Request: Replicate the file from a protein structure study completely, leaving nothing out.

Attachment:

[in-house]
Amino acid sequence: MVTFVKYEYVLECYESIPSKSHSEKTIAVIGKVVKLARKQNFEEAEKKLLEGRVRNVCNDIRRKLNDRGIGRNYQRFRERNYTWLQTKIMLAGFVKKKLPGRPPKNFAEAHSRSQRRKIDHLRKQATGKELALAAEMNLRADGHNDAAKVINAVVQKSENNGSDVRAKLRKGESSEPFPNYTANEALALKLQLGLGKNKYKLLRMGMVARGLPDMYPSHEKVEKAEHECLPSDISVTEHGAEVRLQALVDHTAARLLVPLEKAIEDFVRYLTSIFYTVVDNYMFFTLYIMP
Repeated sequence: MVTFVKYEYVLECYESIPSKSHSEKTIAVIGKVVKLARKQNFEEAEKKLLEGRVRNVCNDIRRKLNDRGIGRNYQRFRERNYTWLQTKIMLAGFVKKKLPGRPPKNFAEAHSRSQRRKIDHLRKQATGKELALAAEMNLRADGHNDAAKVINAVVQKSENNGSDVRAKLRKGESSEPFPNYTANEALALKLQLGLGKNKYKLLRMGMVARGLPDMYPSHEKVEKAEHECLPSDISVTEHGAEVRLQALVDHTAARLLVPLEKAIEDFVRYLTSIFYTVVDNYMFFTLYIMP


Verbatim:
[in-house]
Amino acid sequence: MVTFVKYEYVLECYESIPSKSHSEKTIAVIGKVVKLARKQNFEEAEKKLLEGRVRNVCNDIRRKLNDRGIGRNYQRFRERNYTWLQTKIMLAGFVKKKLPGRPPKNFAEAHSRSQRRKIDHLRKQATGKELALAAEMNLRADGHNDAAKVINAVVQKSENNGSDVRAKLRKGESSEPFPNYTANEALALKLQLGLGKNKYKLLRMGMVARGLPDMYPSHEKVEKAEHECLPSDISVTEHGAEVRLQALVDHTAARLLVPLEKAIEDFVRYLTSIFYTVVDNYMFFTLYIMP
Repeated sequence: MVTFVKYEYVLECYESIPSKSHSEKTIAVIGKVVKLARKQNFEEAEKKLLEGRVRNVCNDIRRKLNDRGIGRNYQRFRERNYTWLQTKIMLAGFVKKKLPGRPPKNFAEAHSRSQRRKIDHLRKQATGKELALAAEMNLRADGHNDAAKVINAVVQKSENNGSDVRAKLRKGESSEPFPNYTANEALALKLQLGLGKNKYKLLRMGMVARGLPDMYPSHEKVEKAEHECLPSDISVTEHGAEVRLQALVDHTAARLLVPLEKAIEDFVRYLTSIFYTVVDNYMFFTLYIMP